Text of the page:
But now the issue is back on the front burner for employers. First, the IRS relief expired at the end of June. Additionally, a big increase is expected next year in the number of employers that will offer HSAs, increasing the likelihood of HSA-FSA grace-period interaction.
"We expect our business to at least double over the next year," said Tom Hricik, national director-HSA-product distribution with ACS/Mellon Financial Corp., a big HSA administrator in Pittsburgh.
While there are remedies that would allow the maximum contribution to be made to employees' HSAs during the first year, those approaches, in turn, cause problems.
For example, an employer now offering a grace-period FSA could rescind the grace period before the end of year. That, though, could upset employees who have saved in anticipation of utilizing health care services early in the next year.
Alternatively, employers could adopt so-called limited-purpose FSAs during the grace period. Limited-purpose FSAs are those that, under IRS rules, reimburse expenses for preventive, dental and vision care and for medical expenses incurred after the minimum annual deductible for the high-deductible plan has been satisfied. Under IRS rules, contributions to employees' HSAs can be made for employees enrolled in limited-purpose FSAs.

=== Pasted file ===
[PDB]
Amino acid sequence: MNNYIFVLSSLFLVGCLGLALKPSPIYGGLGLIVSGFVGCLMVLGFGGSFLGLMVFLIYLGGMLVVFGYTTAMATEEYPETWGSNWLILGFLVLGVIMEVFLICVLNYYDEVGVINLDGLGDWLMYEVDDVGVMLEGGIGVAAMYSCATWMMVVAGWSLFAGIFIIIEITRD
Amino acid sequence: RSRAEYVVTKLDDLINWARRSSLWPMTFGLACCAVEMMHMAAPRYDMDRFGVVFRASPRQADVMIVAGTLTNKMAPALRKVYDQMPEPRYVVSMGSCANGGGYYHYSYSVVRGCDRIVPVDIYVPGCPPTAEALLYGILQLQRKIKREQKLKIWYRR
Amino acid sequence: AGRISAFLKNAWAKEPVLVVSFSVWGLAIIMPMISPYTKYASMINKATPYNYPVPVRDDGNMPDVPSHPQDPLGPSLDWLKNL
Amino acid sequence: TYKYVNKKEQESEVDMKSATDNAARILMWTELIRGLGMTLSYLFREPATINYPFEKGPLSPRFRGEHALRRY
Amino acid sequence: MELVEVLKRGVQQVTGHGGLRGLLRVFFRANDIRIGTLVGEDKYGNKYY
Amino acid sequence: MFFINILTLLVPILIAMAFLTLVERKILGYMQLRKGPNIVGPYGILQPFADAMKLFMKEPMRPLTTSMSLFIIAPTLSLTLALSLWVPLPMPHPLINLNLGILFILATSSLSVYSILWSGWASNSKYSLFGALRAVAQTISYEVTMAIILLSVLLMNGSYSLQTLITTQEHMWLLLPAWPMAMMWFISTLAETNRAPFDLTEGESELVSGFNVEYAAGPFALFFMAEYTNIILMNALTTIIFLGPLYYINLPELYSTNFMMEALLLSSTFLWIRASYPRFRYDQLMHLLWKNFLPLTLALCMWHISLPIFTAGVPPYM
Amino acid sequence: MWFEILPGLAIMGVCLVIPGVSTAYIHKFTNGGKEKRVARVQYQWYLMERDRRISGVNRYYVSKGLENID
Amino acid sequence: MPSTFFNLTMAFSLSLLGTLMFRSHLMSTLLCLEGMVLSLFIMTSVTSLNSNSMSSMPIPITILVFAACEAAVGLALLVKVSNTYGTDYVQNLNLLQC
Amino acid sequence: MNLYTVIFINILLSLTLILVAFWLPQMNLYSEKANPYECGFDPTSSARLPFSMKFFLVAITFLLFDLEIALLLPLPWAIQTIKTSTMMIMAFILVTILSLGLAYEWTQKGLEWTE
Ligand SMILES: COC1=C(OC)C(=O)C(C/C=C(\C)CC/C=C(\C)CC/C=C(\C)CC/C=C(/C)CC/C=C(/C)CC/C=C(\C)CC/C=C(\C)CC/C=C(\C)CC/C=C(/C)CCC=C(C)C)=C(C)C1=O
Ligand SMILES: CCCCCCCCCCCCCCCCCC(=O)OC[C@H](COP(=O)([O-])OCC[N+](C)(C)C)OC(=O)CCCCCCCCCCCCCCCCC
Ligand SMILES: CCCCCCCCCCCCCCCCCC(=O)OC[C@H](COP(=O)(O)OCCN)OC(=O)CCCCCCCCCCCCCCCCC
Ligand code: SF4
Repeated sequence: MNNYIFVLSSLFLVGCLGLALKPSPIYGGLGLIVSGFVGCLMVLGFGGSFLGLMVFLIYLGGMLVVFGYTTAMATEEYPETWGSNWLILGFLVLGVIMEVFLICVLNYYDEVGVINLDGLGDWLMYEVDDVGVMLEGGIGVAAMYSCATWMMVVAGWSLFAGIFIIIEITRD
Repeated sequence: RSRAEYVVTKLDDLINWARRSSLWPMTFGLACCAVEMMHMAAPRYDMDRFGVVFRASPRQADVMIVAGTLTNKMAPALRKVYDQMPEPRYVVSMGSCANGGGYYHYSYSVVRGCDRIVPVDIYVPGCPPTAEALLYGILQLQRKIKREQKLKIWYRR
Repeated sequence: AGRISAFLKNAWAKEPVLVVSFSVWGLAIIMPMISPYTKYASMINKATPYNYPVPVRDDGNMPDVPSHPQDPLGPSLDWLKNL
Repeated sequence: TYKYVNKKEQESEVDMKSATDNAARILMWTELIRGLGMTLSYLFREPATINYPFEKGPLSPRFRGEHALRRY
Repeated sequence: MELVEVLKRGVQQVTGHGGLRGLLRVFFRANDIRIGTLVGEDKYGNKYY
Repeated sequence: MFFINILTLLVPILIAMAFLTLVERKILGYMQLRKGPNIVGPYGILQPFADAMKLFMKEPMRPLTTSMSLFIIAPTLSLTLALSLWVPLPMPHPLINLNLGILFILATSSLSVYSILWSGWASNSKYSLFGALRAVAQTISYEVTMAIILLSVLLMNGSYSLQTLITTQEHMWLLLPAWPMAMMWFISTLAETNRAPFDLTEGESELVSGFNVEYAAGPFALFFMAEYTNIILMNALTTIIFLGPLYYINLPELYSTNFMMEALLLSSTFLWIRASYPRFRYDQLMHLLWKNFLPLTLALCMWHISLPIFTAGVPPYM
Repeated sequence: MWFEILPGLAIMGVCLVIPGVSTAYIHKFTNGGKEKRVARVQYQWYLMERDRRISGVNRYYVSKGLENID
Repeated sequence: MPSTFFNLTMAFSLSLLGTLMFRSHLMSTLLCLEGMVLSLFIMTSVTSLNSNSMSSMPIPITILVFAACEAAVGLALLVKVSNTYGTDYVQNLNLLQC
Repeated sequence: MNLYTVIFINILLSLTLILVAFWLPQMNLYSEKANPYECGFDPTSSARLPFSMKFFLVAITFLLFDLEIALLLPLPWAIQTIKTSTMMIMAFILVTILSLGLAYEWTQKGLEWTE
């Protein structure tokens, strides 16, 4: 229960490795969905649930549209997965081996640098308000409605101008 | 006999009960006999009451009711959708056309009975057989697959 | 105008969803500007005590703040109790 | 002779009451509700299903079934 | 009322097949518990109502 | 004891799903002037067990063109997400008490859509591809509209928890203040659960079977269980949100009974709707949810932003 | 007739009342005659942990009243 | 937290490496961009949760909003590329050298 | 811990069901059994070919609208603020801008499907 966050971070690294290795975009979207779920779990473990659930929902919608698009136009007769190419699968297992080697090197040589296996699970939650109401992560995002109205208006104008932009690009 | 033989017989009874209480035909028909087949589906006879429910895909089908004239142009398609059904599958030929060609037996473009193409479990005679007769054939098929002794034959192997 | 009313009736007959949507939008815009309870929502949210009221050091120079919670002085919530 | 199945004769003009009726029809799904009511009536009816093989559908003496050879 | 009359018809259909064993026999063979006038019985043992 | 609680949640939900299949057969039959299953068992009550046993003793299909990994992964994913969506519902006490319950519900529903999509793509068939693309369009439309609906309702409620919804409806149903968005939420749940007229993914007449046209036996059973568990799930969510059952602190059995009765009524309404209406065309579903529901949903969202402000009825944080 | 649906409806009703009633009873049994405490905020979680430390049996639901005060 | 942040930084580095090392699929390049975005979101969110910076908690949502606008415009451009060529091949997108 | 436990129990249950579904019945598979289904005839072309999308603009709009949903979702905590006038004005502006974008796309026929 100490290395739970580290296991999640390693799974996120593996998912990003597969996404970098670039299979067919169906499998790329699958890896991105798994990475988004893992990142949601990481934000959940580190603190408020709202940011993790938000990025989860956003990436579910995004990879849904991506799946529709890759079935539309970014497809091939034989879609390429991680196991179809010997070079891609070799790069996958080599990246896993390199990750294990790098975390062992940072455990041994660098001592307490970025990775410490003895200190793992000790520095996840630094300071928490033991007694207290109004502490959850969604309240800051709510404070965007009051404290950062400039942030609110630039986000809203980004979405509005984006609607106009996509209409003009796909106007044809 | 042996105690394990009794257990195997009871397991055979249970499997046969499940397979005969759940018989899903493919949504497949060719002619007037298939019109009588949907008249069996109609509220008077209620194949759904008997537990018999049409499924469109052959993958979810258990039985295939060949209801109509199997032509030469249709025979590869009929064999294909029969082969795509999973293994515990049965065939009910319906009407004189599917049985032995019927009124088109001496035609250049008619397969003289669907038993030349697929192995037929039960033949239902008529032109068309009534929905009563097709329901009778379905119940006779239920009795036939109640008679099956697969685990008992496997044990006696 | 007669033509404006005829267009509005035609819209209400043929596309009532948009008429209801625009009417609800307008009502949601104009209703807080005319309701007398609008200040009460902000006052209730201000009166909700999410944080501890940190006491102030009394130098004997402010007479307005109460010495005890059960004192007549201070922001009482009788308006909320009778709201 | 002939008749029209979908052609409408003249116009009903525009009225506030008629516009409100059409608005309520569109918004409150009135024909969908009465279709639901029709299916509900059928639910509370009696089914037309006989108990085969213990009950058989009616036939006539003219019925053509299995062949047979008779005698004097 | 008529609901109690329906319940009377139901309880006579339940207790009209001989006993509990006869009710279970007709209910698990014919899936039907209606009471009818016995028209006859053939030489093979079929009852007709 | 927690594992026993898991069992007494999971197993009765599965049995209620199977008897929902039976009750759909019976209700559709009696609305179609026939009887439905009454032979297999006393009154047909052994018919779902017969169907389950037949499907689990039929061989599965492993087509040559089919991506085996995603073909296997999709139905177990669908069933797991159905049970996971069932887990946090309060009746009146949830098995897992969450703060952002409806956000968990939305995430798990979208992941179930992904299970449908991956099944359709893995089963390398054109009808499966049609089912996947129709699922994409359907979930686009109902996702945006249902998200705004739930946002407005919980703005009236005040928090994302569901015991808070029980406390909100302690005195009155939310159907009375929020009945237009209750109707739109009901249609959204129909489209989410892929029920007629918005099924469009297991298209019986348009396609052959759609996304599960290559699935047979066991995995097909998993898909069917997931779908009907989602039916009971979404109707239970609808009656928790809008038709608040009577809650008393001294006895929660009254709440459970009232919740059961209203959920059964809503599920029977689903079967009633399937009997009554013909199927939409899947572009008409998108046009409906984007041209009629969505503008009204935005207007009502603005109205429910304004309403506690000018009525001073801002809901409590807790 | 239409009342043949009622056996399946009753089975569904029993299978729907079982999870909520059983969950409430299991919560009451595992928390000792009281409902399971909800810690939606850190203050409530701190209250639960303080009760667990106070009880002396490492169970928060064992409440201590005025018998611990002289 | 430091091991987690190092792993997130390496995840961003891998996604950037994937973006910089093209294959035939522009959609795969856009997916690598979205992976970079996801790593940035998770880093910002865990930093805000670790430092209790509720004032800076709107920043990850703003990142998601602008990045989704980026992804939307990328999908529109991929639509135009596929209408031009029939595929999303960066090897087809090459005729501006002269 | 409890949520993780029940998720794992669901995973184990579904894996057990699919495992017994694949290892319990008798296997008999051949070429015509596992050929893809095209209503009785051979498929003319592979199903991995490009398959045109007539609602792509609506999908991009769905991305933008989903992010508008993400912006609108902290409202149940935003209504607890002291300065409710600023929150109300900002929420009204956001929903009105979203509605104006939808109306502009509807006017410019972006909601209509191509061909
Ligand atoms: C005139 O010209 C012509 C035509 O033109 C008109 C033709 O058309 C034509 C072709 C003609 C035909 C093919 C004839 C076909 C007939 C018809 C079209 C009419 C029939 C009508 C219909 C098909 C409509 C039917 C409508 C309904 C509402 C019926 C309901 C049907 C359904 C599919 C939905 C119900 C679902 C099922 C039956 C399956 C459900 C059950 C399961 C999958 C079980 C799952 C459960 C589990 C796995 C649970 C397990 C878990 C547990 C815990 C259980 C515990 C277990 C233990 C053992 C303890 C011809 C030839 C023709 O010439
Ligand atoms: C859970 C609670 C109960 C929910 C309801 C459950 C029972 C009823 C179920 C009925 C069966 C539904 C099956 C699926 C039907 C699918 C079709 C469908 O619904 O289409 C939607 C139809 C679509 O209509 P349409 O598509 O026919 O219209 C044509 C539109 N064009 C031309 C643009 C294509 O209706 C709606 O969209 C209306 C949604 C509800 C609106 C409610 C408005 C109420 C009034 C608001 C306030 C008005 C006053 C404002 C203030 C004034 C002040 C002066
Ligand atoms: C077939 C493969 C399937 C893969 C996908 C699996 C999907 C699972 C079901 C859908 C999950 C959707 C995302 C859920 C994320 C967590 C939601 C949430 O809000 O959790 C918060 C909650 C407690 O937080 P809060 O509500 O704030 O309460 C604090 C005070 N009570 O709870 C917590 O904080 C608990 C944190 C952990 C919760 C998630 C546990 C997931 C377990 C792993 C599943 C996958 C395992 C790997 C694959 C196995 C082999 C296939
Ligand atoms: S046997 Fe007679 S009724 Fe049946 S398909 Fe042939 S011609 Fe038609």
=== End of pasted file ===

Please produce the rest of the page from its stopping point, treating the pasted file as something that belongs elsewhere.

"There are no good solutions," Mr. Anderson said.
Whatever the approach, some employees "will feel some pain," said Jeff Munn, a consultant in the Falls Church, Va., office of Hewitt Associates Inc.
Federal legislators are aware of the problems associated with the interaction of grace-period FSAs and HSAs. The House Ways and Means Committee has passed legislation that would allow the maximum contribution to employees' HSAs if there is a zero balance in their FSAs at the end of the year before the grace period began or if they transferred the balance to the HSA.
But no one knows if legislators will take up that bill during the brief special session after Congress returns following the November elections.
Some benefits experts say that one permanent strategy employers might take is to convert their grace-period FSAs to limited-purpose FSAs during the grace period during the first 10 weeks of 2007 and then get rid of the grace period for 2008. In succeeding years, HSA enrollees would be offered a limited-purpose FSA and other employees would be offered a traditional FSA with no grace period. In that approach, the maximum contribution could be made to employees' HSAs in the first year.
While employees would lose grace periods, some believe their value has been overstated. "Grace-period FSAs just make things more complicated and don't really add that much," said Scott Keyes, a senior consultant with Watson Wyatt Worldwide in Stamford, Conn.
Indeed, with so many types of health care-related expenses eligible for FSA reimbursement, the likelihood that employees will forfeit FSA balances at the end of the year is very low, said Kathy Dupree, insurance risk/benefits manager in the Orlando, Fla., office of Ocwen Financial Corp., a loan servicing company.
The risk of significant FSA forfeitures is "overblown," Ms. Dupree added.
Another purported advantage of grace-period FSAs--they encourage greater employee participation in the FSA because of reduced fear of forfeiture--also may be overstated.
Hewitt Associates, for example, says it hasn't seen much change in FSA participation in grace-period FSAs that it administers for employers.